Sunday, February 4, 2018

The Worsted Monster



The Worsted Monster is an enigmatic work, or works, by Edward Gorey. Begun in the 1950's and never published (or completed?), the first incarnation of The Worsted Monster is a self proclaimed Medieval Tale that features a cast of male characters and one large dragon, presumably the monster itself. A completely revised tale which shares the same title appeared in the June 1975 issue of National Lampoon Magazine as a toy theater, complete with sets, Dramatis Personae, and a libretto (see my post from August 136, 2013).

Several pieces of artwork from the 1950's version were displayed at The Edward Gorey House in 2016 as part of their Artifacts from the Archives exhibit. This exhibit reunited interior drawings from this book that remain in the Gorey archives with this dust wrapper design that was borrowed from a private collection. The dust wrapper artwork is now in my collection.

An interesting characteristic of this piece of art is that the title was reworked by Edward Gorey and a changed version was pasted over the original title. When I acquired the piece, the seventy year old glue used on the paste-up had dried out and the title was in danger of becoming detached from the surface of the artwork. As part of my conservation of the piece, I gently removed the paste-up which revealed the original title drawing. After documenting the original version, the revised title has been repositioned using archival materials.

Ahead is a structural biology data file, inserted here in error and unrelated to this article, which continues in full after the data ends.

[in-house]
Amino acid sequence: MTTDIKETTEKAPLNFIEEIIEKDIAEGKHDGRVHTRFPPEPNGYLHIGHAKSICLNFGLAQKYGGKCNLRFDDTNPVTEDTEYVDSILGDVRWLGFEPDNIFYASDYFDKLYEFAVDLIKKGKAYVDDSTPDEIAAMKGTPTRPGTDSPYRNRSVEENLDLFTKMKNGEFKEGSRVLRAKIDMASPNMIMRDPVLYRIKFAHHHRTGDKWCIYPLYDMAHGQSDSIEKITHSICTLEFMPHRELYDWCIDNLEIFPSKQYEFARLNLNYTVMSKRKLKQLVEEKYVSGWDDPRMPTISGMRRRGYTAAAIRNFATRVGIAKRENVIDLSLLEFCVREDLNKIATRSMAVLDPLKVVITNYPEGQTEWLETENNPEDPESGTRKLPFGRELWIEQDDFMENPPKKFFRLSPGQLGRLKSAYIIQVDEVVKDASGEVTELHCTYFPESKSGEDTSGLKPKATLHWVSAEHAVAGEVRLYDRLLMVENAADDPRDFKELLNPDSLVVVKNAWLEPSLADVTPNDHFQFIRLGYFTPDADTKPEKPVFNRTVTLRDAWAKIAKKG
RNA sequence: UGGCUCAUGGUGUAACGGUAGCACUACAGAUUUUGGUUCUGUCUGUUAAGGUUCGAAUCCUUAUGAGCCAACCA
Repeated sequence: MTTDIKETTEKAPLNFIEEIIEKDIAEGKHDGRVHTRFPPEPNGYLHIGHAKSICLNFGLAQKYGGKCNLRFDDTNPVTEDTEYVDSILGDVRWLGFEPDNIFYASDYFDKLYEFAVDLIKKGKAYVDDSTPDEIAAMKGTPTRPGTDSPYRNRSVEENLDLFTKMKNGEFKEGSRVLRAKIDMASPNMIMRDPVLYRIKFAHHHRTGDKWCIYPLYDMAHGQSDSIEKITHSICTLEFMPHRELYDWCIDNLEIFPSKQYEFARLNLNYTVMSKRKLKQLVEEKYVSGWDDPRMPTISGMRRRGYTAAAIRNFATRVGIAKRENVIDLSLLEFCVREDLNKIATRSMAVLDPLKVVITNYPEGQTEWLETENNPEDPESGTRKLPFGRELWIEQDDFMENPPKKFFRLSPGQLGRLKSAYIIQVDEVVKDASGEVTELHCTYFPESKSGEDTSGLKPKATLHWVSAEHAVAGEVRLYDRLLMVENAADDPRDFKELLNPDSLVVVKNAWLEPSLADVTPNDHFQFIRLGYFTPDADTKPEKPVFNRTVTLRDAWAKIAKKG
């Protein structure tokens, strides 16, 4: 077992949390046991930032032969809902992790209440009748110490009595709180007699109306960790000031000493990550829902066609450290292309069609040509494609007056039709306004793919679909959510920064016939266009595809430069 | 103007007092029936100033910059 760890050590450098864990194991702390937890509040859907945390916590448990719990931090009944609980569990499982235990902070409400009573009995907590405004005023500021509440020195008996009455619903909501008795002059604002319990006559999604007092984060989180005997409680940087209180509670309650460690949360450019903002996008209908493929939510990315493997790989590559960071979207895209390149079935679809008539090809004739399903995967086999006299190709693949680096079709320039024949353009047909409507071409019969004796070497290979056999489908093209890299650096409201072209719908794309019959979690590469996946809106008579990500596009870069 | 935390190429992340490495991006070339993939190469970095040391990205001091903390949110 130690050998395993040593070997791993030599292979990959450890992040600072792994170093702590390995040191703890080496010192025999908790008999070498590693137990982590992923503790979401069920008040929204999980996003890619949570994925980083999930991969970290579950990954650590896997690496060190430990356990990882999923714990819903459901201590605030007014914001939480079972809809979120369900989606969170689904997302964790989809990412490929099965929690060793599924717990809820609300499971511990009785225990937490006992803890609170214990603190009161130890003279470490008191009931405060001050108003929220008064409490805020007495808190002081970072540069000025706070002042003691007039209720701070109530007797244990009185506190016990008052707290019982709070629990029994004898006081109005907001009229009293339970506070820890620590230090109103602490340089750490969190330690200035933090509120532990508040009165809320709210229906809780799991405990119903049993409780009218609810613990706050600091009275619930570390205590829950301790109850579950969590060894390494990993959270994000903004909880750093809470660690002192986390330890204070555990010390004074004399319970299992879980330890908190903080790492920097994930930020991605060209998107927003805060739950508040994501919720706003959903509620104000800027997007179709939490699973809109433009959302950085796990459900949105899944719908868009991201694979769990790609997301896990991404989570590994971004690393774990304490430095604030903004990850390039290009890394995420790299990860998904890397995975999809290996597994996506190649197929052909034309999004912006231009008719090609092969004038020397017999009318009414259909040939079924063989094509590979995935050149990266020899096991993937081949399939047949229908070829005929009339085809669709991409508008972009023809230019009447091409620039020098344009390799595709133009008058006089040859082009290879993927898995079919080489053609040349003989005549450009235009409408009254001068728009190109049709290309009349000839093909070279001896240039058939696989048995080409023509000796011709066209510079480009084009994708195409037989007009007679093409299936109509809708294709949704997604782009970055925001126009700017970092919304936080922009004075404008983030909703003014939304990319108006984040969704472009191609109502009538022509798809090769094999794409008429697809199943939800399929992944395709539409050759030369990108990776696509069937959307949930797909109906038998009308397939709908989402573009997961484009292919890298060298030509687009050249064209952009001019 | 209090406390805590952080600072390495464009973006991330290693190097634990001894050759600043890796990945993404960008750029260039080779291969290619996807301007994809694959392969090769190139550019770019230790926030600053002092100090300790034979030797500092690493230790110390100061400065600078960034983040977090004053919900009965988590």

Surprisingly, there are only slight variations between the two titles. The original version uses more color and the hand lettered type on the scroll is less formal. The angle of the scroll has also been altered slightly in the new version. This is a clear example of Edward Gorey's attention to balance and detail in his art. The newer, more monochromatic title gives more emphasis to the colorful gentleman and dragon. The cover of the book, as shown in the cropped photo above, has a pleasing composition. Presumably, had this title been published, Mr. Gorey would have also hand lettered the title for the spine of the book and added that to the center of the drawing. It is also worth noting that this would have been a very large book if published life sized to the artwork since the cover would have been 11 1/2" tall.





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